Where we want AR to go mainstream is the real benefit. I don’t think it’s going to be extremely mainstream now, but it is. With 100% confidence I know we are going in this direction, it is inevitable. However, in order for us to get there, AR must meet our most basic technical requirements – navigation, telephoning, text and voice translation.

Image from Chris’ concept design for the Atari sneaker. Source: RTFKT

CT: There’s an established history between the fashion industry and the cultures of gaming, sports, and hip-hop. Why is it important for RTFKT work together with legacy brands like Atari? What does that represent?

KL: The founders of RTFKT all came from the gaming industry. In my various roles, I’ve seen games be adopted by mainstream audiences. That was also the case with my two co-founders. Benoit came out of luxury fashion and then started working at Fnatic – one of the world’s largest esports teams based in London, while Zaptio was a streetwear entrepreneur.

We understand that fashion is one of the best ways to express yourself in this world, especially when everyone’s life is focused on the internet. But we’ve always seen a slight discrepancy between luxury, streetwear, and pop culture with gaming culture.

We wanted to be one of the first to really take on the gaming aesthetic with streetwear and luxury. And that’s what we did. It is always important to us not to work with big luxury brands. We are the luxury / streetwear Metaverse brand and so our top priority must be working with video game companies who would always be number one ahead of Dior, Supreme or whoever.

The Atari collaboration was amazing as they are one of the most recognizable OG names in gaming history and it was sick to be well received.

CT: And you’ve worked with music artists too, haven’t you?

KL: We decided that if we were ever going to work with a music artist, it had to be someone insanely legendary. That’s why we chose Janet Jackson. As of now, this is the only music artist that we let go of something with until we decide to broaden our horizons in this area.

Similarly, NFTs could spell a resurgence in art galleries

CT: Tell us about your Atari collector’s item in Decentraland.

KL: Yes, with the Atari collaboration we dropped 1,000 wearables in Decentraland. To be honest, I think we almost crashed their servers. Haha!

There were loads of people in the little kiosk where you had to push the button to get the drop and they were all jamming that fool to get free RTKFT Akari sneakers!

And we plan to announce more such things in the future.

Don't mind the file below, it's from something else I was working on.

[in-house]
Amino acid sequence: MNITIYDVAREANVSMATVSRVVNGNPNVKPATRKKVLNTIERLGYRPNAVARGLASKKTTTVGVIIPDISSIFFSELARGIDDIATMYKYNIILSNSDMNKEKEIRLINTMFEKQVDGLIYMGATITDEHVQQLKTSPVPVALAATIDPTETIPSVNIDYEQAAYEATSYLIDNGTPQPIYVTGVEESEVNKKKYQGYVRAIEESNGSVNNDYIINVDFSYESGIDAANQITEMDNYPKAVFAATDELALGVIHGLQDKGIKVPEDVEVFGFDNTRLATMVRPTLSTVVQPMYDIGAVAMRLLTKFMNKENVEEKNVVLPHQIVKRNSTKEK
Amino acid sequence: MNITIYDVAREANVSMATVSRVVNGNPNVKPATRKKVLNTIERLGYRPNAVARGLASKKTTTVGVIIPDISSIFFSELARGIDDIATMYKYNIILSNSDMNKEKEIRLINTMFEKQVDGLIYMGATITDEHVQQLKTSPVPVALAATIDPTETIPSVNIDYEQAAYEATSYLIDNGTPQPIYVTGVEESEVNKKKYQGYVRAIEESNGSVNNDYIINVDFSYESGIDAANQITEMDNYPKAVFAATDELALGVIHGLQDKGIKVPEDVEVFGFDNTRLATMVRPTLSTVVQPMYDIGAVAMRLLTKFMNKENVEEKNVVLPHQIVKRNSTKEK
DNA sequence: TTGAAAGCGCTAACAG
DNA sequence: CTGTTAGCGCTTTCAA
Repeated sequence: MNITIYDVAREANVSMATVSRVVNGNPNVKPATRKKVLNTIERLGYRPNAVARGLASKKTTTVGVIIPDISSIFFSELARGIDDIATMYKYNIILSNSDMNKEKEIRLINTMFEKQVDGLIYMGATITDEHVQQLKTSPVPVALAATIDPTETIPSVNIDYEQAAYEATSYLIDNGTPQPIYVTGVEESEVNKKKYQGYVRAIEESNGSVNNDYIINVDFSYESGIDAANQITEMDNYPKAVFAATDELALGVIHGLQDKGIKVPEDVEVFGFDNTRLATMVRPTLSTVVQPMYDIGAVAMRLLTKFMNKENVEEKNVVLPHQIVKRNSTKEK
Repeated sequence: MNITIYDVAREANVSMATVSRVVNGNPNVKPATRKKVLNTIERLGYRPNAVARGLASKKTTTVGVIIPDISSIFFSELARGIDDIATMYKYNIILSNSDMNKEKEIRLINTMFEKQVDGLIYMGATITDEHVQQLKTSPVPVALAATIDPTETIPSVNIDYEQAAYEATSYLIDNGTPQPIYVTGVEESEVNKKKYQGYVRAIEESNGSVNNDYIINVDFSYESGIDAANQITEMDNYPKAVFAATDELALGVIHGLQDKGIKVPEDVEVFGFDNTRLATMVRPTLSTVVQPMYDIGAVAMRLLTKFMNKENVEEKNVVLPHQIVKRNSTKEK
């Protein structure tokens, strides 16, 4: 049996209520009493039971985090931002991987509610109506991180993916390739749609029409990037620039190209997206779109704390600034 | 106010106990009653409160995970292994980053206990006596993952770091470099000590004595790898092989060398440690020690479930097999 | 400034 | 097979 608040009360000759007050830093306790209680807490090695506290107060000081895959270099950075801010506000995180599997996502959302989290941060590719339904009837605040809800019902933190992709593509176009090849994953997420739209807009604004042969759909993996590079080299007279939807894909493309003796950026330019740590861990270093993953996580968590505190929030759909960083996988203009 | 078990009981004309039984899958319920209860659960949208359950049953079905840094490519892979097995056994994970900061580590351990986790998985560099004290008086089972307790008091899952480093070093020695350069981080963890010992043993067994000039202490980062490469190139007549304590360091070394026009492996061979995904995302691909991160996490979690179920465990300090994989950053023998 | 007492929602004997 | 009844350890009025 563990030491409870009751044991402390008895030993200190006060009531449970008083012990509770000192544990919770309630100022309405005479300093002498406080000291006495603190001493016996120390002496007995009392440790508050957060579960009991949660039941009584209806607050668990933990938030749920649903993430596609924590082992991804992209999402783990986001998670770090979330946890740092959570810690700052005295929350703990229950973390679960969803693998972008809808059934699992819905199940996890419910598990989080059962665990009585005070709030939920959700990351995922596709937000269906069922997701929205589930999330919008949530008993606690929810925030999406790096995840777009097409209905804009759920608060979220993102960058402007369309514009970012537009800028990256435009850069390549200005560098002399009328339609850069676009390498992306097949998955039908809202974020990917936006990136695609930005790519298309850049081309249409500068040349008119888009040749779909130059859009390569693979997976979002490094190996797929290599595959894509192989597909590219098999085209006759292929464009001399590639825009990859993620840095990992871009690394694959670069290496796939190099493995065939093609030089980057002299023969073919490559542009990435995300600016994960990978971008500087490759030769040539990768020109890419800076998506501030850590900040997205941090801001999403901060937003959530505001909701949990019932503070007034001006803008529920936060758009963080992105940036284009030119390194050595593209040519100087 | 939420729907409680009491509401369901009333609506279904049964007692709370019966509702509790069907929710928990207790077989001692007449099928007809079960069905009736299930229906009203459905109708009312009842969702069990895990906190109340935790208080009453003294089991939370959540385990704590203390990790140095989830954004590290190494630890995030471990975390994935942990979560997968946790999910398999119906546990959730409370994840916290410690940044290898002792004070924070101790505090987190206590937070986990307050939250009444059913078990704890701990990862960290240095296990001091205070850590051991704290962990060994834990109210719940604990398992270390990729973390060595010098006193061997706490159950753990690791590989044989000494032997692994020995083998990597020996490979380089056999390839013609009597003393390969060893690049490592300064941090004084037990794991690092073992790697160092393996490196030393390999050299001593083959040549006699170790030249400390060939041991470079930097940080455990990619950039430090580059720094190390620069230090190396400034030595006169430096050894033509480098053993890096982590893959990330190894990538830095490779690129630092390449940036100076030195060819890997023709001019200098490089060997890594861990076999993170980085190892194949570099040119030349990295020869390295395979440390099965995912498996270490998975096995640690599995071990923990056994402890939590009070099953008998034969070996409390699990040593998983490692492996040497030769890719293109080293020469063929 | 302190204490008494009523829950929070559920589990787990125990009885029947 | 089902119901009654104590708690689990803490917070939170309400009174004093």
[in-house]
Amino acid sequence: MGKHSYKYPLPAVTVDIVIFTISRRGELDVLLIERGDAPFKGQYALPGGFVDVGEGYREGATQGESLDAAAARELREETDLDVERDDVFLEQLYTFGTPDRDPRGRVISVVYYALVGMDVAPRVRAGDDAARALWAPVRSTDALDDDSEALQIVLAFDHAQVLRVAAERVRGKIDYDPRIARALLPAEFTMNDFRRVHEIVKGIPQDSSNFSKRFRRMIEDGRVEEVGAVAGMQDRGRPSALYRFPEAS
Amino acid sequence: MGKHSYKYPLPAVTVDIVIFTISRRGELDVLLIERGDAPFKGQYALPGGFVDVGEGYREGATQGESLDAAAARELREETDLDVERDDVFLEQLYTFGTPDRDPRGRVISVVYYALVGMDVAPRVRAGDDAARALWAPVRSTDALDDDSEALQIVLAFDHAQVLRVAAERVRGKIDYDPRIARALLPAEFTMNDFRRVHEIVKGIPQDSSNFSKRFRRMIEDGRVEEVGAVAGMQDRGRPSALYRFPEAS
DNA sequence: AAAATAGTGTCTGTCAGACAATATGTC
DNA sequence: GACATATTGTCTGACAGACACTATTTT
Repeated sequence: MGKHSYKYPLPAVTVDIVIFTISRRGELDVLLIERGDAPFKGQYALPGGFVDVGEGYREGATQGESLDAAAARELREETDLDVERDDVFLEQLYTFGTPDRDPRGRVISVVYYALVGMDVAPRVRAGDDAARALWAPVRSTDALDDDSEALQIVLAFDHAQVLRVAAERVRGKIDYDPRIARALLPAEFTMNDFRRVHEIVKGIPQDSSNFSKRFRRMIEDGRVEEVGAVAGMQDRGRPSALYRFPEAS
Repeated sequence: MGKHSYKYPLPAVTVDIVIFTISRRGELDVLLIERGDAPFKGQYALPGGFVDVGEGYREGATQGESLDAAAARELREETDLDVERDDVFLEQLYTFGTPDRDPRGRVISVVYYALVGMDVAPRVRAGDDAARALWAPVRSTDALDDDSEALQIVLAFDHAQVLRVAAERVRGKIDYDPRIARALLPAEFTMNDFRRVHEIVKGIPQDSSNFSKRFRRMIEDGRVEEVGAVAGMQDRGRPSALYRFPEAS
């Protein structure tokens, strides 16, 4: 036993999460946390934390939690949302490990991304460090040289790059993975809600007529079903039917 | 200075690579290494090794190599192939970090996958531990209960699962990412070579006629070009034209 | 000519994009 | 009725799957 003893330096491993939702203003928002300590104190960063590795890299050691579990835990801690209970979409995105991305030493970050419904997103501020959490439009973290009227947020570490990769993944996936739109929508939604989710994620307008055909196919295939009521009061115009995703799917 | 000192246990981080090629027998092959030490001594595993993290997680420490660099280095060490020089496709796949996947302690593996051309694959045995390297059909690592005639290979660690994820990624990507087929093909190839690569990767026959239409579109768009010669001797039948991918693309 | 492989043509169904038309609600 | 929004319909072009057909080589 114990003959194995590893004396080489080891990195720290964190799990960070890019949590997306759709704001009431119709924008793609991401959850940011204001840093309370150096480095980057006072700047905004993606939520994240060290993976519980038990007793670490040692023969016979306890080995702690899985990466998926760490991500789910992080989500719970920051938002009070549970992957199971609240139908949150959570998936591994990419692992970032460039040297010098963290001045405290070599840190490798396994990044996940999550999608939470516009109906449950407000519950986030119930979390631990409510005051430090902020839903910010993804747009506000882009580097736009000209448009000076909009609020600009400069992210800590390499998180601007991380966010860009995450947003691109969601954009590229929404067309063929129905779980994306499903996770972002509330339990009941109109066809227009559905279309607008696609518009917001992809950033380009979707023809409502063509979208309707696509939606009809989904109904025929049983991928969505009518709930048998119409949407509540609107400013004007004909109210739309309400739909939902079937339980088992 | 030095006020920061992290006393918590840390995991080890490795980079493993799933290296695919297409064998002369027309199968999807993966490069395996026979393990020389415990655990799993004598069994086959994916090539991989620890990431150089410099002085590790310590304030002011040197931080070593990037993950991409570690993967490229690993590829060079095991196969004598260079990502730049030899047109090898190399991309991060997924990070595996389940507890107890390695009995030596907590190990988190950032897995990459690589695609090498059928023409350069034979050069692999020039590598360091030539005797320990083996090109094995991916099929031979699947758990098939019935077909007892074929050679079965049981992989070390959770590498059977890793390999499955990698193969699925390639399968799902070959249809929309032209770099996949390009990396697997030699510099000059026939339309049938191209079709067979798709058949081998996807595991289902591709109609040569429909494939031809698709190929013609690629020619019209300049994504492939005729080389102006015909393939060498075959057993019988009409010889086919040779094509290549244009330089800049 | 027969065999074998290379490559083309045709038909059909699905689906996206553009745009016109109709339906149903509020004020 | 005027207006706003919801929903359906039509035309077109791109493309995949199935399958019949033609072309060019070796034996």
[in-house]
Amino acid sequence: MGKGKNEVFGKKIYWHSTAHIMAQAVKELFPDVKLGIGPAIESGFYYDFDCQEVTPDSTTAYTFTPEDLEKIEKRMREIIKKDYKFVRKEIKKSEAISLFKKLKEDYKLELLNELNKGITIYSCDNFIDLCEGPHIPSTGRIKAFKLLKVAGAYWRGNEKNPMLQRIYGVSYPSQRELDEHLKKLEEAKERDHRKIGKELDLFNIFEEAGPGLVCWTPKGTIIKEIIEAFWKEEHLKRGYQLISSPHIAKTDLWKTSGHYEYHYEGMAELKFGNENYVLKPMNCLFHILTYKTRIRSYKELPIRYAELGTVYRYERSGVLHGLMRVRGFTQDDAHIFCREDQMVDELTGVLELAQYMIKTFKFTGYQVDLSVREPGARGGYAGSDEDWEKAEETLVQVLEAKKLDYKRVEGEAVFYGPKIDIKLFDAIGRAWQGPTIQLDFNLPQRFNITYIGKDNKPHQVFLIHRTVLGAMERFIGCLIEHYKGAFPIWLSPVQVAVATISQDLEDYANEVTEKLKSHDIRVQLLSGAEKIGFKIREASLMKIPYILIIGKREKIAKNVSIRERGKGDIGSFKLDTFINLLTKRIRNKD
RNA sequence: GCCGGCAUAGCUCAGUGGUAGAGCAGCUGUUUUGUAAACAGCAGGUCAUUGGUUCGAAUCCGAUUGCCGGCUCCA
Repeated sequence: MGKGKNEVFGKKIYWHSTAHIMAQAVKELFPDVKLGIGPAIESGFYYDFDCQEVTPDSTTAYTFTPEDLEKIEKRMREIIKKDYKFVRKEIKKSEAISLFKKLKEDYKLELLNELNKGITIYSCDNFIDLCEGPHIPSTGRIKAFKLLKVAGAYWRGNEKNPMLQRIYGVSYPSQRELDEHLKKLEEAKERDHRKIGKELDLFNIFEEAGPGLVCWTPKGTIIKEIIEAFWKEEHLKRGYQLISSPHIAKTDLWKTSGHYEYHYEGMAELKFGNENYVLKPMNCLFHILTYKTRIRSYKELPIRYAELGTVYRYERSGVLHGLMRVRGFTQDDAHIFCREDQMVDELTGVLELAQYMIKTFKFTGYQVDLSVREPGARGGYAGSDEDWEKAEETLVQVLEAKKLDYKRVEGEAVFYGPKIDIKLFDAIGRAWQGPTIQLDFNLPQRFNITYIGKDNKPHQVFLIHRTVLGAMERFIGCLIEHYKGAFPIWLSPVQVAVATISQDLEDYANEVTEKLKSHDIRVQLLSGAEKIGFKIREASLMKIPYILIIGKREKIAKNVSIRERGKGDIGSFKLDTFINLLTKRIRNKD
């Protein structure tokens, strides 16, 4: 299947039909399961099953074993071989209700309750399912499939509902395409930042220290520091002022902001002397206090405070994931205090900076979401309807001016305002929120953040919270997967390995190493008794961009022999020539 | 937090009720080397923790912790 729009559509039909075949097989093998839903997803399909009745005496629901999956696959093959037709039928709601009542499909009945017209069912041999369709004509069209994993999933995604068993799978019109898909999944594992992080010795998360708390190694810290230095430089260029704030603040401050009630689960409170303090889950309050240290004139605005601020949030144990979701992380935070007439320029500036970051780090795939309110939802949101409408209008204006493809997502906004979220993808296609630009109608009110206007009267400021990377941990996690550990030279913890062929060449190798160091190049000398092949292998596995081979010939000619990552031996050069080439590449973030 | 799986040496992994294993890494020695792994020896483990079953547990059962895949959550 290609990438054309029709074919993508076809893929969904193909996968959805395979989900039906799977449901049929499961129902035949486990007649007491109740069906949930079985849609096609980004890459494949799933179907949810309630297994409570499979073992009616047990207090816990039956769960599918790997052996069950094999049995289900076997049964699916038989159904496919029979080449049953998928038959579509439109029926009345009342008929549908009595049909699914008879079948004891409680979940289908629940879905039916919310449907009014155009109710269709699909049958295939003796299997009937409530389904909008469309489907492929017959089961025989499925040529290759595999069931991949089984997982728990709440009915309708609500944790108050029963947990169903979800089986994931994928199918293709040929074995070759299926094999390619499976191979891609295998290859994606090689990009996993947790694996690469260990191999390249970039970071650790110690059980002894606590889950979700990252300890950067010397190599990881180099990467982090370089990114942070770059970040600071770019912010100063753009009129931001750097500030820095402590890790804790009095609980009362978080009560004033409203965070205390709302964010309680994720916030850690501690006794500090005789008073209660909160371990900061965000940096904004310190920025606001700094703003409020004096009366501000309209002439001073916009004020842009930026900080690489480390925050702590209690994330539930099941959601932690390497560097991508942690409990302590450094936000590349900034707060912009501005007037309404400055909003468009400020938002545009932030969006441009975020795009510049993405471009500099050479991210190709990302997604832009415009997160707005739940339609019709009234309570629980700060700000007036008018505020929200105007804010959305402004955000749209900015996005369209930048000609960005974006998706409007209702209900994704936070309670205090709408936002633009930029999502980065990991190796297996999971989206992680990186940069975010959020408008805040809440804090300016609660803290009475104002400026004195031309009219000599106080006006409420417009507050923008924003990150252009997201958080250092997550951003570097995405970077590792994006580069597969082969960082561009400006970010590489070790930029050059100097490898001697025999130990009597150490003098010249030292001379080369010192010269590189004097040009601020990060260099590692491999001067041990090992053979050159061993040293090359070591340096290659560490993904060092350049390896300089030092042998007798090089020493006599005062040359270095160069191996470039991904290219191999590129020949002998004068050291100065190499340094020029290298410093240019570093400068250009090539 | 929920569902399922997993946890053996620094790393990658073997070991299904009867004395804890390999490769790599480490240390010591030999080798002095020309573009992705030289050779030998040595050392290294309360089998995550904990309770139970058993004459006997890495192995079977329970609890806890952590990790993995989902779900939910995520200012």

We want to be the brand of the metaverse. We want RTKFT to be the best recognizable brand – not just in the physical area, but in every universe and in every world that people will populate in the future. A person should be able to go into a VR game and watch RTFKT, jump into an AR game and watch RTKFT, and then go into a PC game and see us again.

CT: And would you ever consider opening a store / shop in a metaverse like Decentraland?

KL: Yes, we plan to do that too.

Image of an unpublished avatar from CloneX. Source: RTFKT

CT: Let’s talk about CloneX – the highly anticipated three-dimensional avatar profile picture (PFP) project that will be launched on the Ethereum blockchain in mid-October. There will be 20,000 unique avatars, half of which will be allocated to pre-sale for existing RTFKT holders at a coin price of 0.05 ETH, while the other half will open in a Dutch auction.

Were these avatars specially designed for the Metaverse?

KL: Oh yeah, that’s the whole point. Everything we do is always useful. Also, we always try to reward our RTFKT owners. So if you have a previous RTFKT they can be used for the avatars.

Do you know how Marvel’s cinematic universe is putting all of the films back together into the Avengers? It is like it is. If you’ve been there from the start, you’ll see that it all led to it. You can wear all of your RTFKTs on your character.

But here it gets even crazier. Imagine you are given an avatar and he has a t-shirt that can be faked. Imagine it has a necklace that is also counterfeit. Whatever the avatar is wearing can be counterfeited as a real physical asset, just like we did with the Jeff Staples and punk sneakers.

This is the craziest, craziest utility I’ve ever seen for a profile picture project. It goes back to our vision that we want to bridge the mainstream audience from the physical realm where it currently exists to the digital metaverse gaming scene.

And these characters are used in various metaverse like Decentraland with wearables and other stuff. We also have a number of different partners that we haven’t announced yet. It will keep growing and therefore this project will be of tremendous benefit.

CT: And finally, what is the future of RTFKT?

KL: One of our ambitions is to have our own metaverse, but that is the future. The first step is to become the brand that lives in every single metaverse and is widely used in AR, VR and Physicals.

We just want to be present. In particular!